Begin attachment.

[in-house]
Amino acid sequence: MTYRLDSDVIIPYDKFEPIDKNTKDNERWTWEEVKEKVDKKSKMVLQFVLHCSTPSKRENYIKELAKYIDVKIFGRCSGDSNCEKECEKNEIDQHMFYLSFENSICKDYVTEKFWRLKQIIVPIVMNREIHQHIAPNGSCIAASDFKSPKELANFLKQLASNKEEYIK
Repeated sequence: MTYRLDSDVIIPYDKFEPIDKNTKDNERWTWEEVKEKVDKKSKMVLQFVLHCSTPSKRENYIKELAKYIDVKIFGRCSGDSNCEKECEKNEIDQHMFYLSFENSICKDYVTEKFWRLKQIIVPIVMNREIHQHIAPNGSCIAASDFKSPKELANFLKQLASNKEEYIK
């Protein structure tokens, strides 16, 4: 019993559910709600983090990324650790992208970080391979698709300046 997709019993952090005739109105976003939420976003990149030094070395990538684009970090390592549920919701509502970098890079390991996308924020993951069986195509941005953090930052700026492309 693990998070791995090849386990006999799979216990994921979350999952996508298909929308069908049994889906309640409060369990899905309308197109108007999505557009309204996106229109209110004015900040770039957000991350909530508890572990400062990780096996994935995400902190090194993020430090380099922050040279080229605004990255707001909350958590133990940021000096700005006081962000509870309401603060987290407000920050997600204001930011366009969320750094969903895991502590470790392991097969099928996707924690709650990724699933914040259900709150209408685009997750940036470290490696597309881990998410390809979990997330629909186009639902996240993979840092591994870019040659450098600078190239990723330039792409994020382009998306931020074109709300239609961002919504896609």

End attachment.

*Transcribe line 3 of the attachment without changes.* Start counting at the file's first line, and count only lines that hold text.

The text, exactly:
Repeated sequence: MTYRLDSDVIIPYDKFEPIDKNTKDNERWTWEEVKEKVDKKSKMVLQFVLHCSTPSKRENYIKELAKYIDVKIFGRCSGDSNCEKECEKNEIDQHMFYLSFENSICKDYVTEKFWRLKQIIVPIVMNREIHQHIAPNGSCIAASDFKSPKELANFLKQLASNKEEYIK